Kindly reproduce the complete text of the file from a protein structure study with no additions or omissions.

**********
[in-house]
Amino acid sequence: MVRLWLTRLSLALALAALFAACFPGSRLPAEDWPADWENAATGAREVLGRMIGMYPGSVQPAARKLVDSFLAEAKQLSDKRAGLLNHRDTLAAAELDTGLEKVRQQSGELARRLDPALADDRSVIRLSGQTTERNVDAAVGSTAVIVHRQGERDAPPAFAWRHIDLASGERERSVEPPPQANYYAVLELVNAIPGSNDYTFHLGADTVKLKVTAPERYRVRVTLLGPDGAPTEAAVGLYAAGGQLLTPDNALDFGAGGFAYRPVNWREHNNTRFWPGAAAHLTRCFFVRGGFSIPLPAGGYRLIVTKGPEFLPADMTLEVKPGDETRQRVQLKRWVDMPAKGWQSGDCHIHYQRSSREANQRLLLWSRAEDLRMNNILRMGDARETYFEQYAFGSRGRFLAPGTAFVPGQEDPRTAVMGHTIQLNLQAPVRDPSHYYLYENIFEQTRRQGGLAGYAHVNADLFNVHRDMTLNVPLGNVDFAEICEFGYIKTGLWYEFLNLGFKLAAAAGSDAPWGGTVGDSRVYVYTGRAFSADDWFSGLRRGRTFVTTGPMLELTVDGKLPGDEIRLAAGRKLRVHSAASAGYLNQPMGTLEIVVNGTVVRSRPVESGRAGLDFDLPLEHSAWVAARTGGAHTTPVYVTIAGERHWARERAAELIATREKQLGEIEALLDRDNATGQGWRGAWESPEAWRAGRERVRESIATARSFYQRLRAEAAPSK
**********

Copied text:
[in-house]
Amino acid sequence: MVRLWLTRLSLALALAALFAACFPGSRLPAEDWPADWENAATGAREVLGRMIGMYPGSVQPAARKLVDSFLAEAKQLSDKRAGLLNHRDTLAAAELDTGLEKVRQQSGELARRLDPALADDRSVIRLSGQTTERNVDAAVGSTAVIVHRQGERDAPPAFAWRHIDLASGERERSVEPPPQANYYAVLELVNAIPGSNDYTFHLGADTVKLKVTAPERYRVRVTLLGPDGAPTEAAVGLYAAGGQLLTPDNALDFGAGGFAYRPVNWREHNNTRFWPGAAAHLTRCFFVRGGFSIPLPAGGYRLIVTKGPEFLPADMTLEVKPGDETRQRVQLKRWVDMPAKGWQSGDCHIHYQRSSREANQRLLLWSRAEDLRMNNILRMGDARETYFEQYAFGSRGRFLAPGTAFVPGQEDPRTAVMGHTIQLNLQAPVRDPSHYYLYENIFEQTRRQGGLAGYAHVNADLFNVHRDMTLNVPLGNVDFAEICEFGYIKTGLWYEFLNLGFKLAAAAGSDAPWGGTVGDSRVYVYTGRAFSADDWFSGLRRGRTFVTTGPMLELTVDGKLPGDEIRLAAGRKLRVHSAASAGYLNQPMGTLEIVVNGTVVRSRPVESGRAGLDFDLPLEHSAWVAARTGGAHTTPVYVTIAGERHWARERAAELIATREKQLGEIEALLDRDNATGQGWRGAWESPEAWRAGRERVRESIATARSFYQRLRAEAAPSK